by Bob Shively, Enerdynamics President
Just three years ago, the overwhelming consensus was that U.S. and Canadian natural gas supplies were dwindling and growing demand would overwhelm supply, thus resulting in long-term high prices. Developers seeking to take advantage of the next big infrastructure boom rushed to get LNG import terminals in place in the U.S., Canada and northern Mexico.
Fast forward to 2011. The shale gas boom coupled with falling industrial demand during the great recession has turned the North American gas marketplace on its head. By the end of 2009, U.S. gas reserves had increased by 19% in two years. The December 2010 month-ahead Henry Hub price of $4.27/MMBtu was 67% lower than its 2008 summer peak of $13.11/MMBtu.
Compared to other global markets, natural gas in the U.S. is cheap – December 2010 LNG spot prices in Europe were about $9/MMBtu, and in Asia were more than $11/MMBtu. Suddenly gas producers in the U.S. see a new opportunity: Why not take some of the excess availability in the U.S. and export it to these higher priced markets?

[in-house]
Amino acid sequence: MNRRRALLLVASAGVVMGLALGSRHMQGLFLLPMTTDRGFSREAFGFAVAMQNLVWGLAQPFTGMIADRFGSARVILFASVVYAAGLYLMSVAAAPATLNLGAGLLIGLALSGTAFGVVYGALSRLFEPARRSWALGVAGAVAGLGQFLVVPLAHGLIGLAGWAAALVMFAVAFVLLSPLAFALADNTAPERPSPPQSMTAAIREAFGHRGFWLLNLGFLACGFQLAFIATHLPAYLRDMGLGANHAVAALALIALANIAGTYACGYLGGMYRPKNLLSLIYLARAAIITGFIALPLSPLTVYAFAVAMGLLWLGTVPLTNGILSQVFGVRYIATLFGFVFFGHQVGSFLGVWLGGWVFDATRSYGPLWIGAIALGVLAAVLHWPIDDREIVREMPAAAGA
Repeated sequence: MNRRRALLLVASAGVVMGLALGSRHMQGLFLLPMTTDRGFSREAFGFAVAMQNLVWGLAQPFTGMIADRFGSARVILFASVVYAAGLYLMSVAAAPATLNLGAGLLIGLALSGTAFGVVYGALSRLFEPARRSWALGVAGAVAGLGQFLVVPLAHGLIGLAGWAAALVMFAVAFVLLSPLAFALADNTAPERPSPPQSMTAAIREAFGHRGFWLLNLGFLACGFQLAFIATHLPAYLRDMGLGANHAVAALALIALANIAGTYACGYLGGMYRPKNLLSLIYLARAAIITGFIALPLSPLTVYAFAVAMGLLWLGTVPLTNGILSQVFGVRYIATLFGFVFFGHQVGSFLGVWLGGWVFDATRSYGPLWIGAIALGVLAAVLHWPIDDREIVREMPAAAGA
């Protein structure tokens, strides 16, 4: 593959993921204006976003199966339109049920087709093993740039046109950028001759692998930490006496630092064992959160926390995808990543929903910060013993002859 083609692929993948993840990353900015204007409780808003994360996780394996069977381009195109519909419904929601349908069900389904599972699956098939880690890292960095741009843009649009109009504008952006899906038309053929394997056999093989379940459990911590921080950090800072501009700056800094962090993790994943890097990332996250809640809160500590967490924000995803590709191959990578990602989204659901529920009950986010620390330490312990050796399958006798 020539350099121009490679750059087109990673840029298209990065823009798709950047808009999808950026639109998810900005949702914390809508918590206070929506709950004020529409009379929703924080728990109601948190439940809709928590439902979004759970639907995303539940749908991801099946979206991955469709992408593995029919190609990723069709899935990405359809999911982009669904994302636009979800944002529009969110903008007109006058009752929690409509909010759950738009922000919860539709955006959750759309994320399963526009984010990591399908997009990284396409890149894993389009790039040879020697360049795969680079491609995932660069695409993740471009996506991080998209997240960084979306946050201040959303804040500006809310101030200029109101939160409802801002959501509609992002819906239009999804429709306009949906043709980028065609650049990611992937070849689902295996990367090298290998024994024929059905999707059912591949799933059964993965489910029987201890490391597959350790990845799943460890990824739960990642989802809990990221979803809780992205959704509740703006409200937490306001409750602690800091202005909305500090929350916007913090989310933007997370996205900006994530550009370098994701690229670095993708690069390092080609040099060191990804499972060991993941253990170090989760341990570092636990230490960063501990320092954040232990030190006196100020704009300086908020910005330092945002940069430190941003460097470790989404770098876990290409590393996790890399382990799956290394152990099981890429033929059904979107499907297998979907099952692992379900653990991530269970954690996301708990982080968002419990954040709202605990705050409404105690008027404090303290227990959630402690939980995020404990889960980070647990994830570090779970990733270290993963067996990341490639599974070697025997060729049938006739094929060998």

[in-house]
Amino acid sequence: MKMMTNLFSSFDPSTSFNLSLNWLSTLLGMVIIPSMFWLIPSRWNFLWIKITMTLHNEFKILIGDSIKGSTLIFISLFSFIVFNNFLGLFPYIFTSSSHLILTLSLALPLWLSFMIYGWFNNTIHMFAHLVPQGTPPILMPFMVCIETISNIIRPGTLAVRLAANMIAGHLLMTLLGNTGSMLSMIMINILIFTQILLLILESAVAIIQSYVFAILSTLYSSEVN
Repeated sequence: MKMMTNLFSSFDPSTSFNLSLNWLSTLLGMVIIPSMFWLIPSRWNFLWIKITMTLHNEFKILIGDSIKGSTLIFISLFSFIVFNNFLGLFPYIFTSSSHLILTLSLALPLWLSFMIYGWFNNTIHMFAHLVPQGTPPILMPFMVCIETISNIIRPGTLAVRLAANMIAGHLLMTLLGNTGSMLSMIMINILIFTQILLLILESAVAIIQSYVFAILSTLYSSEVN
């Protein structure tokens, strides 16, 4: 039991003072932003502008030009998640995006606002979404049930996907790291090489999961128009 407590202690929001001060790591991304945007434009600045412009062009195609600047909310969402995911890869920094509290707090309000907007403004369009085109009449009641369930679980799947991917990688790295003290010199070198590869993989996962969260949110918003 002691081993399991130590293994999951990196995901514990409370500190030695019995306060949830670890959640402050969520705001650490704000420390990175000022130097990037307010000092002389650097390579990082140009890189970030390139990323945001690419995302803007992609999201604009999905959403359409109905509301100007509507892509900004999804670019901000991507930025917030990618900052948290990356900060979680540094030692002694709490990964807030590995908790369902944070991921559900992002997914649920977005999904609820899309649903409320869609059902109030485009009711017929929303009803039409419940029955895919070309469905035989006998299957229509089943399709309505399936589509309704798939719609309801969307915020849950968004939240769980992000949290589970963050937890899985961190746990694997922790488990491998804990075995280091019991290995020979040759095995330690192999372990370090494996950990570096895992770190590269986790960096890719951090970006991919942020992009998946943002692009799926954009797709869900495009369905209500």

Since 1969, the U.S. has exported small volumes of LNG to Japan (from the Alaskan Kenai facility) and volumes by pipeline to Mexico. Might the U.S. begin exporting more significant volumes to world markets? Current market activities suggest the answer is yes. A number of market players are moving forward with preliminary actions to develop such capabilities.
The Department of Energy has granted permits to multiple existing LNG terminals looking to re-export LNG volumes sitting in their storage tanks, and, in the past year, cargos have been re-exported from the U.S. to Europe and Asia. And a number of countries in the Caribbean and South America are interested in replacing more costly oil-fired electric generation with gas-fired generation fueled by LNG imports.
So what does this all mean? Not much in the immediate future as export infrastructure will take a number of years to develop. But, by 2015 or 2016 we could see North American natural gas supplies begin to compete in world markets. This might once again shift our paradigm of how natural gas is priced and how large the potential market is for North American production.
Note: The above is a condensed version of an article that appeared in Enerdynamics’ Energy Insider Issue Q1 2011. Click here to read the full article.